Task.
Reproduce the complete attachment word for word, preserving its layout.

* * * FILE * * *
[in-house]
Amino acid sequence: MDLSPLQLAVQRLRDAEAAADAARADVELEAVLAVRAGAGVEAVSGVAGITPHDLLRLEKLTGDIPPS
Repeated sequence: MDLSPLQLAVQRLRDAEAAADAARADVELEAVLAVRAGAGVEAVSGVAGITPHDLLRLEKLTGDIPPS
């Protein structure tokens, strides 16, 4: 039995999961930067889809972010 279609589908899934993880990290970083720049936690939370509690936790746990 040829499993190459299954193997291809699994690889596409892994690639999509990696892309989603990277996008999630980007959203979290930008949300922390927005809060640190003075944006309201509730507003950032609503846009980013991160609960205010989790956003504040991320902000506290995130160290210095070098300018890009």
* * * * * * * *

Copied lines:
[in-house]
Amino acid sequence: MDLSPLQLAVQRLRDAEAAADAARADVELEAVLAVRAGAGVEAVSGVAGITPHDLLRLEKLTGDIPPS
Repeated sequence: MDLSPLQLAVQRLRDAEAAADAARADVELEAVLAVRAGAGVEAVSGVAGITPHDLLRLEKLTGDIPPS
């Protein structure tokens, strides 16, 4: 039995999961930067889809972010 279609589908899934993880990290970083720049936690939370509690936790746990 040829499993190459299954193997291809699994690889596409892994690639999509990696892309989603990277996008999630980007959203979290930008949300922390927005809060640190003075944006309201509730507003950032609503846009980013991160609960205010989790956003504040991320902000506290995130160290210095070098300018890009």